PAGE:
Paper / panel at European Conference on African Studies, Basel

My colleague Brittany Sheldon and I organized a panel for the 7th ECAS meeting in Basel, Switzerland, whose overall theme was encounters of urban and rural Africa. For our part, we were interested in the ways artists experience networks and travel. We noted that through their practice or through trade, many African art forms simultaneously cross (spatially) and maintain (conceptually) the boundaries between urban and rural. As artists, collectors, and objects travel, and as images, songs and videos fly from phone to phone, rural and urban zones become less differentiated while the mythologizing of the rural and its residents as a repository of traditional cultures seems to intensify.

Malian shops in the Chateau Rouge district of Paris

In my own time doing fieldwork, I heard many times that “in the village they know” or “in the village they still do that” (dye with natural indigo, for example).

Konyofini (wedding cloth) with hand-stitched resist pattern, dyed with synthetic indigo “palman” on bazin. Dyed in Mali, probably Bamako, purchased in Dakar.

My paper discussed the ways that Mande language speakers living in urban settings and overseas use personal and commercial networks to maintain access to certain important items, ‘traditional’ cloths or articles that are not economically or practically viable to produce in their home area, but may still be made in “the village” or hinterlands of Mali, Guinea, or Senegal. (But in some cases this “village” is a factory-like setting in Bamako!) Consumers depend on friends and family, or failing that, on merchants, to bring these important items to their new home.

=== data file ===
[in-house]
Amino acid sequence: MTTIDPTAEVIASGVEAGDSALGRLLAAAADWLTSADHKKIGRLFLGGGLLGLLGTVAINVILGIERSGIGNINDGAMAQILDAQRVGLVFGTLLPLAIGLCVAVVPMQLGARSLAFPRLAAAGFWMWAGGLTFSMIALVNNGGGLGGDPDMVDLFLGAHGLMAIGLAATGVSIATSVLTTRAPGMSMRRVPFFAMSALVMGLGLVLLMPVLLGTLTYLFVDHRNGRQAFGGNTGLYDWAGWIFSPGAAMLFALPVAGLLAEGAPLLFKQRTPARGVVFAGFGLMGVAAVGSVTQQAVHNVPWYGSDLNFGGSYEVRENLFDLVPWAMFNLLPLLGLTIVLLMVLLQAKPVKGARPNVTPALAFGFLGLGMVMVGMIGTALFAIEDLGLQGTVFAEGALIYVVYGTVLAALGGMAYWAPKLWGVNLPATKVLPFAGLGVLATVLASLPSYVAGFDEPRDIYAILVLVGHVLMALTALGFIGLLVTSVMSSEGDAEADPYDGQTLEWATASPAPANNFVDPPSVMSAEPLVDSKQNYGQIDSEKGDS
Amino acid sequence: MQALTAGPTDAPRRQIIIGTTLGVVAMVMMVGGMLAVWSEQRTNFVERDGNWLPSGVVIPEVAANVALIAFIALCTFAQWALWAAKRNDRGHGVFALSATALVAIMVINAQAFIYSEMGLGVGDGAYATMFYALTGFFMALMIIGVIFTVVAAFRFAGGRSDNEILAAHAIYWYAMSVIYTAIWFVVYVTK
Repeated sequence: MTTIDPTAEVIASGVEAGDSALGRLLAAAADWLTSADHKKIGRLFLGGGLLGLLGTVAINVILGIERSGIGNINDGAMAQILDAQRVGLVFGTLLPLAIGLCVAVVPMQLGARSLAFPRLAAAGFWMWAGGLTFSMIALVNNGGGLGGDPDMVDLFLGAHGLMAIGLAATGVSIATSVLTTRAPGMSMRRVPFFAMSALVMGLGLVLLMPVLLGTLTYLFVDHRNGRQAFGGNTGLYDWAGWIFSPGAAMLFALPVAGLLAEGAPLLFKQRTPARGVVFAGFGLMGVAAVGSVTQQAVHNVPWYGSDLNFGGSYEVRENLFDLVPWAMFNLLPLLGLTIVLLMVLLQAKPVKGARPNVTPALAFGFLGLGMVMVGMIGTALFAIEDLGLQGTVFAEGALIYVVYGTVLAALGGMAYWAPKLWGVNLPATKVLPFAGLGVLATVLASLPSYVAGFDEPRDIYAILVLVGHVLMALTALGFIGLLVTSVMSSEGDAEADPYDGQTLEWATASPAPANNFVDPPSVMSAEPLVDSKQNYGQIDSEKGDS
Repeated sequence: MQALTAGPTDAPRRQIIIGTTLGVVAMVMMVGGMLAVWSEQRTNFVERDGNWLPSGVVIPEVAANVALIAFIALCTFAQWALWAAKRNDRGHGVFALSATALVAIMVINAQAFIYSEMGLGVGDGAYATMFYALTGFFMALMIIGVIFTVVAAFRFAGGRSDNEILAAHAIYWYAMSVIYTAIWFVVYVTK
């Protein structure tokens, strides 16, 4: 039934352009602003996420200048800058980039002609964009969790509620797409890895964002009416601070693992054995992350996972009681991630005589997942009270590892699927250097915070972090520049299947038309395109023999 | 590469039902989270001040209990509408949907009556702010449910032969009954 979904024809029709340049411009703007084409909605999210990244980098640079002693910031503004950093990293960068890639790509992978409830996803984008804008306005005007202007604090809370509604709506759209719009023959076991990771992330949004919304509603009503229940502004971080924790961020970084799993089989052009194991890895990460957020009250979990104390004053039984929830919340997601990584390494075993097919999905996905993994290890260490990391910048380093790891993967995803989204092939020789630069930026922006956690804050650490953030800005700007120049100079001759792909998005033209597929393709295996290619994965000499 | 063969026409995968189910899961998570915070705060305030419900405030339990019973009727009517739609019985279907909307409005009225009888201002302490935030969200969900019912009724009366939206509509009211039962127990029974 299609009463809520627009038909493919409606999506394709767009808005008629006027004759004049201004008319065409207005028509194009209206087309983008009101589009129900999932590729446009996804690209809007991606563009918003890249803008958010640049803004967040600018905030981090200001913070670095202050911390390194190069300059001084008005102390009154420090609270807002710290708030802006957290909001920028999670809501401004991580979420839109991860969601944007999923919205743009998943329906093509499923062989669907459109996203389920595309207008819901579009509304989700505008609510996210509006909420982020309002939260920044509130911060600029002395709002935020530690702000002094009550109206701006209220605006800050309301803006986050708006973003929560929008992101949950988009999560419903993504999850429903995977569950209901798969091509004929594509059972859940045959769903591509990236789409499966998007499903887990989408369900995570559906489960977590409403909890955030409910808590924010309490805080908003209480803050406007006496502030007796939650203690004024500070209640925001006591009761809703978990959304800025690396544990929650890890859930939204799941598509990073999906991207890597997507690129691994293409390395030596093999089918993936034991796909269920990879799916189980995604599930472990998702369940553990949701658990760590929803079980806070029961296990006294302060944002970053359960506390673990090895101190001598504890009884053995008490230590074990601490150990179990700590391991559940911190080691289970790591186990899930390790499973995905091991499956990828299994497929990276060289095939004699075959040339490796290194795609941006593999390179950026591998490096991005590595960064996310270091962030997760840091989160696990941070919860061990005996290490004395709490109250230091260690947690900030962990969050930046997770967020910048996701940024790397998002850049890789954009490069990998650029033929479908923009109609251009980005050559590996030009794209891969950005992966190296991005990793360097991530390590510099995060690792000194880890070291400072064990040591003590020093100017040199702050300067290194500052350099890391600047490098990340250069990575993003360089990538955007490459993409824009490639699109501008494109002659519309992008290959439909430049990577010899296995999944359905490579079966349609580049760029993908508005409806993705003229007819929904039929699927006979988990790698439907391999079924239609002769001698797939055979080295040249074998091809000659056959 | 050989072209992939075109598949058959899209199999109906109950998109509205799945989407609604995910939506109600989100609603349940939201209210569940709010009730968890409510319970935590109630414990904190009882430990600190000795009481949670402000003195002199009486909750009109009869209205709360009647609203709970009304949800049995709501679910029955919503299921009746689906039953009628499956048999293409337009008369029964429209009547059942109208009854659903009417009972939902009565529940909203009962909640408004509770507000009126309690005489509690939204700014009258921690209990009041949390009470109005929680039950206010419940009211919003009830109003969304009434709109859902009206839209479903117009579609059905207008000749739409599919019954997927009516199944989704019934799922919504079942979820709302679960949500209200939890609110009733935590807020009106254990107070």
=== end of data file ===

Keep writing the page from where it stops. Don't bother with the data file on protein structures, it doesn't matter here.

These networks are inscribed on the bodies of fashionable West Africans when they dress for special occasions: access to cosmopolitan world fashion and connectedness to their home society and its traditions are equally interwoven with personal style and aesthetic acumen. The styles West Africans wear, particularly at key moments that reinforce relationships like weddings and naming parties, perform this connectivity.

The paper also pointed toward a question I will explore at length in the dissertation: what kinds of things are “traditional,” obligatory or “primordiale” in one consultant’s word–i.e., what are the qualities that one must go to “the village” to get, and why–and what kinds of things are open to changes, substitutions, transformations?

I loved visiting Basel, a charming medieval city. We swam in the Rhine!

Other conference highlights for me were the exhibition Making Douala, which explored the conditions of art in the Cameroonian city; a screening of the recent documentary Guangzhou Dream Factory; and several fine conference papers.